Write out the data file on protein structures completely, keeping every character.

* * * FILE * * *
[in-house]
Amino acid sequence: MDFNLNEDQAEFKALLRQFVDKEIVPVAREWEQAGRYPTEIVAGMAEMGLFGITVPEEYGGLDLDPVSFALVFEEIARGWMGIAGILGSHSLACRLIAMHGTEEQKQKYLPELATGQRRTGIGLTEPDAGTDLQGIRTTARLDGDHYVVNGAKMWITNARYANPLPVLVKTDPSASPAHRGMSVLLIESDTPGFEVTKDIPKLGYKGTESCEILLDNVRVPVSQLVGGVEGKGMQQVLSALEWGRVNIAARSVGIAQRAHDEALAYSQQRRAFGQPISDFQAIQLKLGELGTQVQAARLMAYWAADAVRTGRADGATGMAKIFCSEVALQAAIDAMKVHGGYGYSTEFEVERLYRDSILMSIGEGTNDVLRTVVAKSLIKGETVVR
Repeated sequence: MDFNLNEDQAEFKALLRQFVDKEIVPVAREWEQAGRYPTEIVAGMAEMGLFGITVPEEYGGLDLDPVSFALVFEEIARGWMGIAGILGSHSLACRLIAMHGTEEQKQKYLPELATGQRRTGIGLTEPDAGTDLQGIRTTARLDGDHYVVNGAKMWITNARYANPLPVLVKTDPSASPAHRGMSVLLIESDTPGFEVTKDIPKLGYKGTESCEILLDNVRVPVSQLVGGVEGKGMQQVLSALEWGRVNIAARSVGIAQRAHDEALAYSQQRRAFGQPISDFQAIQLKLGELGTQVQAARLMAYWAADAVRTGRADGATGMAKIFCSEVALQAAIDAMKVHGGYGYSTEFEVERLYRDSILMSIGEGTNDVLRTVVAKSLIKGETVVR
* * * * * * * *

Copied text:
[in-house]
Amino acid sequence: MDFNLNEDQAEFKALLRQFVDKEIVPVAREWEQAGRYPTEIVAGMAEMGLFGITVPEEYGGLDLDPVSFALVFEEIARGWMGIAGILGSHSLACRLIAMHGTEEQKQKYLPELATGQRRTGIGLTEPDAGTDLQGIRTTARLDGDHYVVNGAKMWITNARYANPLPVLVKTDPSASPAHRGMSVLLIESDTPGFEVTKDIPKLGYKGTESCEILLDNVRVPVSQLVGGVEGKGMQQVLSALEWGRVNIAARSVGIAQRAHDEALAYSQQRRAFGQPISDFQAIQLKLGELGTQVQAARLMAYWAADAVRTGRADGATGMAKIFCSEVALQAAIDAMKVHGGYGYSTEFEVERLYRDSILMSIGEGTNDVLRTVVAKSLIKGETVVR
Repeated sequence: MDFNLNEDQAEFKALLRQFVDKEIVPVAREWEQAGRYPTEIVAGMAEMGLFGITVPEEYGGLDLDPVSFALVFEEIARGWMGIAGILGSHSLACRLIAMHGTEEQKQKYLPELATGQRRTGIGLTEPDAGTDLQGIRTTARLDGDHYVVNGAKMWITNARYANPLPVLVKTDPSASPAHRGMSVLLIESDTPGFEVTKDIPKLGYKGTESCEILLDNVRVPVSQLVGGVEGKGMQQVLSALEWGRVNIAARSVGIAQRAHDEALAYSQQRRAFGQPISDFQAIQLKLGELGTQVQAARLMAYWAADAVRTGRADGATGMAKIFCSEVALQAAIDAMKVHGGYGYSTEFEVERLYRDSILMSIGEGTNDVLRTVVAKSLIKGETVVR